Wednesday, May 2, YWCA Walla Walla had the pleasure of hosting Paola Gianturco, our keynote speaker at the YWCA Leadership Luncheon. The theme of the 2018 event? FEARLESS.
Paola recently published Wonder Girls: Changing Our World in collaboration with her 11-year-old granddaughter Alex Sangster. The pair documented the work of 15 girl-led nonprofit groups in 13 countries in Asia and Central Asia, North and Latin America, the Middle East, Africa and Oceania. Alex traveled with her grandmother to Mexico and within the U.S., meeting with the girls and helping take photos.
During her presentation, Paola introduced us to the Wonder Girls of the book’s title. These included sisters Melati and Isabel, founders of Bye Bye Plastic Bags, who were determined to stop tourists and residents from destroying their beautiful Bali with cast-off bags. When the governor refused to see them, they called the press to announce a hunger strike. “Talk about fearless!” Paola said. The governor met with them the next day.
Another Wonder Girl, Memory from Malawi, was a committed member of the Girls Empowerment Network who has addressed the United Nations and been featured in a TED Talk. Her country is extremely poor, with three-quarters of its people living on less than $1.25 a day. Because raising children is such a struggle, half the girls in Malawi marry before age 18, most before 15, and some as young as 9. Memory’s sister became pregnant at age 11. Girls who marry so young almost never finish school or achieve financial independence. The Girls Empowerment Network fought five years for a law that would make child marriage illegal, finally seeing Parliament pass the law in 2015.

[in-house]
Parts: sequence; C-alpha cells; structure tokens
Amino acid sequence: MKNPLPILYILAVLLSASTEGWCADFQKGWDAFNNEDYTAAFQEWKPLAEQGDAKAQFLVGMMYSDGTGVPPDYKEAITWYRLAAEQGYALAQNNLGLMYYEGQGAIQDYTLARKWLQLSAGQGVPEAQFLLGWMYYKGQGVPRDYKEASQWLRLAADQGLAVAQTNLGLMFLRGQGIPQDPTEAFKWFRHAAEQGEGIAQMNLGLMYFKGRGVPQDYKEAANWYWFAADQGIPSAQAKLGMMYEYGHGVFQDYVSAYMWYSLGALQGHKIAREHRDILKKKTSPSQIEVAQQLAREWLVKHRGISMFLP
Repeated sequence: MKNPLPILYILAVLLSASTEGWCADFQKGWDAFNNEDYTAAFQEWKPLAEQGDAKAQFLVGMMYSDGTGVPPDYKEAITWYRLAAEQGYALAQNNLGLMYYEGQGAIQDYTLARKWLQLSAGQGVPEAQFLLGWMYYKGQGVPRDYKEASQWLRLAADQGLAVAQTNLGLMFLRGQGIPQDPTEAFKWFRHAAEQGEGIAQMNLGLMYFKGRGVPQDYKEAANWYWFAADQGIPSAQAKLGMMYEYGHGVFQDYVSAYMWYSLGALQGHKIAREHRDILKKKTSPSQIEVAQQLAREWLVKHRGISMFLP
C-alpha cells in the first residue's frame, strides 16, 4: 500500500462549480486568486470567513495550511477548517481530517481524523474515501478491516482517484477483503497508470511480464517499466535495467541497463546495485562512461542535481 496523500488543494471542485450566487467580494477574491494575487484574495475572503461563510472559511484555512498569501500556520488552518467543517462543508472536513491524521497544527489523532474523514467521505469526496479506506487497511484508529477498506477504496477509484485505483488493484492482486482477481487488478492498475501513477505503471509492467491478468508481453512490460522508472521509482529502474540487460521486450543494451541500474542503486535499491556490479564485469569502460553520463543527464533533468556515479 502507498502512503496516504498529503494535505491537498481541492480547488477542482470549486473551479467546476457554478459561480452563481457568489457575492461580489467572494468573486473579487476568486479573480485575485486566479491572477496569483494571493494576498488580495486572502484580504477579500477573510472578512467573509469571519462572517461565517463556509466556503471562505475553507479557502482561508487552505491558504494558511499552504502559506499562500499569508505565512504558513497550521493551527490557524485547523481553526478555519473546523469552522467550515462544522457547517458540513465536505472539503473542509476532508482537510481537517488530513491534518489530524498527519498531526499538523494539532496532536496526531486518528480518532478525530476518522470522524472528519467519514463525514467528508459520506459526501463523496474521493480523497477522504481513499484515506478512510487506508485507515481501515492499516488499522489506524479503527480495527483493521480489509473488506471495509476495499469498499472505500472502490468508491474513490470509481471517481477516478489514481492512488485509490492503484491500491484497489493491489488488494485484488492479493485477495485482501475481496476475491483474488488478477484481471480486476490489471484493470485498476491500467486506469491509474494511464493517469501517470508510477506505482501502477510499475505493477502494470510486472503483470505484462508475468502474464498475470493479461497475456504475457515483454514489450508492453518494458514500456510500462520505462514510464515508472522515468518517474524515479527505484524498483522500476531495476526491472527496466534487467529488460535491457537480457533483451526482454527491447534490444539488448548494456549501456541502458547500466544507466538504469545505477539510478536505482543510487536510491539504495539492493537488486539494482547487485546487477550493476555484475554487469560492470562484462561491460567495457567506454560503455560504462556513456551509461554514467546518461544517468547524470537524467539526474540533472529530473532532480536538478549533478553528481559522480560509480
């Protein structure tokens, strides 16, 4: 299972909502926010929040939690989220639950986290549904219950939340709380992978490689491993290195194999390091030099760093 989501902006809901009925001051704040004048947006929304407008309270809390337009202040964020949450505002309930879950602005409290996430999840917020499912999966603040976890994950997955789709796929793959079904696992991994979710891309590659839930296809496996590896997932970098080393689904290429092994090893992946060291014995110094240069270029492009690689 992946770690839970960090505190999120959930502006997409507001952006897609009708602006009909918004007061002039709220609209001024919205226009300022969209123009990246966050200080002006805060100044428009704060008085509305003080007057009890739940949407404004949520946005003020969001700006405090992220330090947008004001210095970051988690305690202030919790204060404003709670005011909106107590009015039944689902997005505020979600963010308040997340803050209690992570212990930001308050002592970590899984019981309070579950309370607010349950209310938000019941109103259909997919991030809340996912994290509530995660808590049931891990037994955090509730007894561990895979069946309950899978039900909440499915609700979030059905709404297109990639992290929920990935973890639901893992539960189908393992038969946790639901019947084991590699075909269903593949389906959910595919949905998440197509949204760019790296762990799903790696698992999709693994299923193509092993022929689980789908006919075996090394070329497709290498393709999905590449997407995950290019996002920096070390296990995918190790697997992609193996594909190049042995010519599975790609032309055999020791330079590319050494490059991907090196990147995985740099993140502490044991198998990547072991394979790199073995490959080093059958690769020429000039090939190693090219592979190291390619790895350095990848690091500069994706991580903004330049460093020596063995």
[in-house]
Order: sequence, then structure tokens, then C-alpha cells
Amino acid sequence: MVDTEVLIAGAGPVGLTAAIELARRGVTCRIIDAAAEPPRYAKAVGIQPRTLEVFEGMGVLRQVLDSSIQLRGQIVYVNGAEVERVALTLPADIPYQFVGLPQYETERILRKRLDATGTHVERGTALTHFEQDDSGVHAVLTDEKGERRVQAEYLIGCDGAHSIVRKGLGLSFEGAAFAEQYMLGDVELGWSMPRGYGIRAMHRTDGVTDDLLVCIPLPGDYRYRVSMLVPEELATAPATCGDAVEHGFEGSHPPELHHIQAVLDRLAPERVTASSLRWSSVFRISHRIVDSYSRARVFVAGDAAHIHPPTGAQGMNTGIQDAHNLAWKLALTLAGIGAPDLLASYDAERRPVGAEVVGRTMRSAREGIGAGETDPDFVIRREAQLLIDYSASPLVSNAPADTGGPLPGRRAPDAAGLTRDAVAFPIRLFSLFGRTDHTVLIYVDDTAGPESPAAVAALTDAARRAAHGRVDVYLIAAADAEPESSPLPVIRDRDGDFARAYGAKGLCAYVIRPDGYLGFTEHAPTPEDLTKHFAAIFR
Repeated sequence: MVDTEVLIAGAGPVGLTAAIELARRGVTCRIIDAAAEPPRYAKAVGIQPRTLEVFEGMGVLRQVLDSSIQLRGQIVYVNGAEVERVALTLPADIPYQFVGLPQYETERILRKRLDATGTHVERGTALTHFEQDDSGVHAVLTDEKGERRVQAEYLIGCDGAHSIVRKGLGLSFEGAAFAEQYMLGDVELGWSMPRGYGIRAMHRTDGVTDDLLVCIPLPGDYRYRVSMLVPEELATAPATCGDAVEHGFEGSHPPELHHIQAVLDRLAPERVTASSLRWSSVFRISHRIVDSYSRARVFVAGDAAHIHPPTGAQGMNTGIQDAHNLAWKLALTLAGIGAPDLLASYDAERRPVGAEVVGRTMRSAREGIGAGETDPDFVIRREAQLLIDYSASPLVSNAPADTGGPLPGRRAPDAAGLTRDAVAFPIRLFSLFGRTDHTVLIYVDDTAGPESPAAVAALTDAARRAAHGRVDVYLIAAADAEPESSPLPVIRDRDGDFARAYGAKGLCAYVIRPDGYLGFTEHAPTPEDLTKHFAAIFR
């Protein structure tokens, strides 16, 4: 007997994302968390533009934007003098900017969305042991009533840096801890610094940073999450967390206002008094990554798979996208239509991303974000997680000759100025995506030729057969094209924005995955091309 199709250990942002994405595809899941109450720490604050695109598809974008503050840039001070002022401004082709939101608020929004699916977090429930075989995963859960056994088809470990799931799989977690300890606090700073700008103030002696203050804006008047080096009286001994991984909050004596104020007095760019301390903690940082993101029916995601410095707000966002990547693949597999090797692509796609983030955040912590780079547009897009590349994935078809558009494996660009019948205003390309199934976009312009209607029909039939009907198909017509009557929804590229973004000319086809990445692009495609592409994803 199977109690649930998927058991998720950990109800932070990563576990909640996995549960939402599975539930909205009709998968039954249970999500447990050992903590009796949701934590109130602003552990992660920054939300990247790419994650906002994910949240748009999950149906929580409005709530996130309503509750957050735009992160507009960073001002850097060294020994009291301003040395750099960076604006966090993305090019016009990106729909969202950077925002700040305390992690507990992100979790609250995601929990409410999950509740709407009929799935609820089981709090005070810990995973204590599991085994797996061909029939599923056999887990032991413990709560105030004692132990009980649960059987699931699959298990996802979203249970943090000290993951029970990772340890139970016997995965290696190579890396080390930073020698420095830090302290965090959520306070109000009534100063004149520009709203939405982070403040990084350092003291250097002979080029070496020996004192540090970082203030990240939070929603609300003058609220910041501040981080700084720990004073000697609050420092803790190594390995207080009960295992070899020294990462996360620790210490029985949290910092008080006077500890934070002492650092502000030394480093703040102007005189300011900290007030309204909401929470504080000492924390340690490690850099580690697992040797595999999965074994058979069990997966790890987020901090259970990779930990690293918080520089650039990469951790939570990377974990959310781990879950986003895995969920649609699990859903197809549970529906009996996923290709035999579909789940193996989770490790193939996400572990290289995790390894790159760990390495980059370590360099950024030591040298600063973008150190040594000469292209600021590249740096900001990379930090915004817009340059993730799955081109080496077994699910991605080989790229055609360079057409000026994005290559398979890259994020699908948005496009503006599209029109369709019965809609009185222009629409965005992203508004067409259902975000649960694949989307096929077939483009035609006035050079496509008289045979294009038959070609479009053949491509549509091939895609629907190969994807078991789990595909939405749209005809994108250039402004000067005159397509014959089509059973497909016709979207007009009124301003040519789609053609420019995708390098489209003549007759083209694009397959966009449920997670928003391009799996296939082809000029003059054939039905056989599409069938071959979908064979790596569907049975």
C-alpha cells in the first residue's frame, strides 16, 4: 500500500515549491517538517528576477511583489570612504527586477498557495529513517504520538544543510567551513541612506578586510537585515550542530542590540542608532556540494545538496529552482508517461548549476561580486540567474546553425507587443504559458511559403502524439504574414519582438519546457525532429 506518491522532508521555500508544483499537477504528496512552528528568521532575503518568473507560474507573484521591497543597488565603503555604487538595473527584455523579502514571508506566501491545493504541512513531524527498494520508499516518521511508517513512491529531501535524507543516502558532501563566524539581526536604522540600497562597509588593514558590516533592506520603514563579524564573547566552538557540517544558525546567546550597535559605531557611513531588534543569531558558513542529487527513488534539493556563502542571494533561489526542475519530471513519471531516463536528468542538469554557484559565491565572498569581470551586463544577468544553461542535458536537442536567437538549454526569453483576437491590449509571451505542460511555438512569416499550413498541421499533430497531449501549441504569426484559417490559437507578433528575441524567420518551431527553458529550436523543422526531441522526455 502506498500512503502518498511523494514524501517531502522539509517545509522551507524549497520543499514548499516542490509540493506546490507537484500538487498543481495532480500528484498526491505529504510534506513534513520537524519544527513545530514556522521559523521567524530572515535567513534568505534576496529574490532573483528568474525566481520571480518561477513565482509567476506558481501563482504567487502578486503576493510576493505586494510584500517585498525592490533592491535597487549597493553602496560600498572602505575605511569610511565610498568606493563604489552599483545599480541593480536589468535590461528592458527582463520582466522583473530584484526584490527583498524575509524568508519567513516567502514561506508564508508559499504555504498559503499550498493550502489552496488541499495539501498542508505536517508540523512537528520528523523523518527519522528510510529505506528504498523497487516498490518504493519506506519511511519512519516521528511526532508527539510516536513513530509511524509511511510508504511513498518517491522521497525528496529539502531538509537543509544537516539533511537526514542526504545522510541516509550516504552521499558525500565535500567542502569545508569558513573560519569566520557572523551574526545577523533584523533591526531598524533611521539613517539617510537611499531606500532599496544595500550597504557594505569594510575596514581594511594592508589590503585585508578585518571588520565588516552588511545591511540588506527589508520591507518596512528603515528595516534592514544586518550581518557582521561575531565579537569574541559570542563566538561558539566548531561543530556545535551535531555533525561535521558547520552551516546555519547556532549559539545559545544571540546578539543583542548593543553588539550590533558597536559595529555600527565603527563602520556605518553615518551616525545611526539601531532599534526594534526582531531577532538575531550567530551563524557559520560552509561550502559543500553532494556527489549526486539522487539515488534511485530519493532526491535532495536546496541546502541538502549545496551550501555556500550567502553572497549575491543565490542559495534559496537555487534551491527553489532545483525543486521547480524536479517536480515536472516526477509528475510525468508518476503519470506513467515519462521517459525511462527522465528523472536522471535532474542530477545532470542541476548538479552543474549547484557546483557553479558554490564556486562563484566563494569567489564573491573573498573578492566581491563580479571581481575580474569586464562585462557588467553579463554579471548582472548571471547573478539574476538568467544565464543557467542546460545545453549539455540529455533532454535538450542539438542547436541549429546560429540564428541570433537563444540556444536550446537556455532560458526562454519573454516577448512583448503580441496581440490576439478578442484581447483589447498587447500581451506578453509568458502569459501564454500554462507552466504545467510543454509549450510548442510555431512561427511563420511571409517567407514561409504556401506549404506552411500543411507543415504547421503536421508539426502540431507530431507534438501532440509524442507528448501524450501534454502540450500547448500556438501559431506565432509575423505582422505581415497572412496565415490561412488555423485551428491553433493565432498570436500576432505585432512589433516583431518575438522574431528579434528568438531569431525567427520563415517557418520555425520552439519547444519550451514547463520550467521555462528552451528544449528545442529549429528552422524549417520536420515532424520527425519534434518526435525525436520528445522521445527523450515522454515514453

Thirteen other girl-led groups are featured in the book, working to help end a wide variety of global social problems, including the Palestinian-Israeli conflict, child abuse, exploitation of domestic workers, gender discrimination and more.
Because Alex was in school most of the year, she interviewed 70 girls using email, Skype, or Face Time. In addition to taking many of the photos for the U.S. and Mexico sections of the book, Alex’s contribution is a section at the end of each chapter that describes how readers can help — even girls who may, like the girls in the book, still be in middle school or high school.
Paola, an American photojournalist and former business executive, is no stranger to Walla Walla, having been the speaker for our 2010 luncheon. While we always name our speaker an honorary member of the YWCA Leadership Circle, Paola joined as a dues-paying member as well during her 2010 visit. She attended this year as a friend and supporter, not accepting any speaking fees for her appearance.
After the luncheon, 75 signed copies of Wonder Girls sold out in 10 minutes. Eighty more were ordered, and a small number are still available as of this writing (email Faith at firstname.lastname@example.org to inquire about a copy). Of the $50 purchase price, 100% of the author’s royalties go to the Global Fund for Women and $25 goes to carry on the work of YWCA Walla Walla.
Just before the luncheon, Paola was notified that her book was chosen to receive a Gold Nautilus Award in the category of Social Change/Social Justice.